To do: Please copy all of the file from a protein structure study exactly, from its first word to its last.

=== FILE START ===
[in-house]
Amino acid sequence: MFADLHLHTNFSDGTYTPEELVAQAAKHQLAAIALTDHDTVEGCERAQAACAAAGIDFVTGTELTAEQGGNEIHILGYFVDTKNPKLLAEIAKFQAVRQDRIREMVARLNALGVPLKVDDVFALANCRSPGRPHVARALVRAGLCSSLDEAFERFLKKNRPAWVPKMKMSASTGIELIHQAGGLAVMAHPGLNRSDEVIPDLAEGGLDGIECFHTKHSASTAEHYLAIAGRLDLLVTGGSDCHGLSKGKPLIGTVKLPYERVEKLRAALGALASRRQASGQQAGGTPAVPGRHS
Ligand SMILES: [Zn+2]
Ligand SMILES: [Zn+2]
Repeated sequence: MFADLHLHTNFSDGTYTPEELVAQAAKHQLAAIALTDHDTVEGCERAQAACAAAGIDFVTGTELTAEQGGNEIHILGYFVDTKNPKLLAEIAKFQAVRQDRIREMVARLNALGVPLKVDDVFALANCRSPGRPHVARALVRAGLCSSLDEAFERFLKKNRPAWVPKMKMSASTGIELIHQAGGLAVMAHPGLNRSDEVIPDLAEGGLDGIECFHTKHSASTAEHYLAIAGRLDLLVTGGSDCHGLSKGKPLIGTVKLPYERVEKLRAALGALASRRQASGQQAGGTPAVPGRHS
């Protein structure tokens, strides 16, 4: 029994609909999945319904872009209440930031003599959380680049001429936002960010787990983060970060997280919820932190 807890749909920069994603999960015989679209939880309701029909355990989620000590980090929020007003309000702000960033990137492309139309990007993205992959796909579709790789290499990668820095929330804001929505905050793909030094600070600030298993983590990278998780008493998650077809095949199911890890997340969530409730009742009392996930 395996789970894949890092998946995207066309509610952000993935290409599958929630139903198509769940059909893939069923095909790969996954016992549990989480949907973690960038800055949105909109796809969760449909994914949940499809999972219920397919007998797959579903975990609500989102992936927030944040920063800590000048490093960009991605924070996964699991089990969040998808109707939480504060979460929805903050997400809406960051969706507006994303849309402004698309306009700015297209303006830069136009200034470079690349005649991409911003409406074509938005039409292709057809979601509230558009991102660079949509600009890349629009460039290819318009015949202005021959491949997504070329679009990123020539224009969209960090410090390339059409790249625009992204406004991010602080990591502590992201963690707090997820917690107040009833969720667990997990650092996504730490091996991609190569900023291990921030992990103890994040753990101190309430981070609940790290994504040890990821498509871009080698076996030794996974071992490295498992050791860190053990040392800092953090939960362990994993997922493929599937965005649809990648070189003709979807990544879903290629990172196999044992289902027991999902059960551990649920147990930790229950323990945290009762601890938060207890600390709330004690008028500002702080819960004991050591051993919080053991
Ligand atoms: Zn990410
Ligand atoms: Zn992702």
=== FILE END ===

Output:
[in-house]
Amino acid sequence: MFADLHLHTNFSDGTYTPEELVAQAAKHQLAAIALTDHDTVEGCERAQAACAAAGIDFVTGTELTAEQGGNEIHILGYFVDTKNPKLLAEIAKFQAVRQDRIREMVARLNALGVPLKVDDVFALANCRSPGRPHVARALVRAGLCSSLDEAFERFLKKNRPAWVPKMKMSASTGIELIHQAGGLAVMAHPGLNRSDEVIPDLAEGGLDGIECFHTKHSASTAEHYLAIAGRLDLLVTGGSDCHGLSKGKPLIGTVKLPYERVEKLRAALGALASRRQASGQQAGGTPAVPGRHS
Ligand SMILES: [Zn+2]
Ligand SMILES: [Zn+2]
Repeated sequence: MFADLHLHTNFSDGTYTPEELVAQAAKHQLAAIALTDHDTVEGCERAQAACAAAGIDFVTGTELTAEQGGNEIHILGYFVDTKNPKLLAEIAKFQAVRQDRIREMVARLNALGVPLKVDDVFALANCRSPGRPHVARALVRAGLCSSLDEAFERFLKKNRPAWVPKMKMSASTGIELIHQAGGLAVMAHPGLNRSDEVIPDLAEGGLDGIECFHTKHSASTAEHYLAIAGRLDLLVTGGSDCHGLSKGKPLIGTVKLPYERVEKLRAALGALASRRQASGQQAGGTPAVPGRHS
């Protein structure tokens, strides 16, 4: 029994609909999945319904872009209440930031003599959380680049001429936002960010787990983060970060997280919820932190 807890749909920069994603999960015989679209939880309701029909355990989620000590980090929020007003309000702000960033990137492309139309990007993205992959796909579709790789290499990668820095929330804001929505905050793909030094600070600030298993983590990278998780008493998650077809095949199911890890997340969530409730009742009392996930 395996789970894949890092998946995207066309509610952000993935290409599958929630139903198509769940059909893939069923095909790969996954016992549990989480949907973690960038800055949105909109796809969760449909994914949940499809999972219920397919007998797959579903975990609500989102992936927030944040920063800590000048490093960009991605924070996964699991089990969040998808109707939480504060979460929805903050997400809406960051969706507006994303849309402004698309306009700015297209303006830069136009200034470079690349005649991409911003409406074509938005039409292709057809979601509230558009991102660079949509600009890349629009460039290819318009015949202005021959491949997504070329679009990123020539224009969209960090410090390339059409790249625009992204406004991010602080990591502590992201963690707090997820917690107040009833969720667990997990650092996504730490091996991609190569900023291990921030992990103890994040753990101190309430981070609940790290994504040890990821498509871009080698076996030794996974071992490295498992050791860190053990040392800092953090939960362990994993997922493929599937965005649809990648070189003709979807990544879903290629990172196999044992289902027991999902059960551990649920147990930790229950323990945290009762601890938060207890600390709330004690008028500002702080819960004991050591051993919080053991
Ligand atoms: Zn990410
Ligand atoms: Zn992702």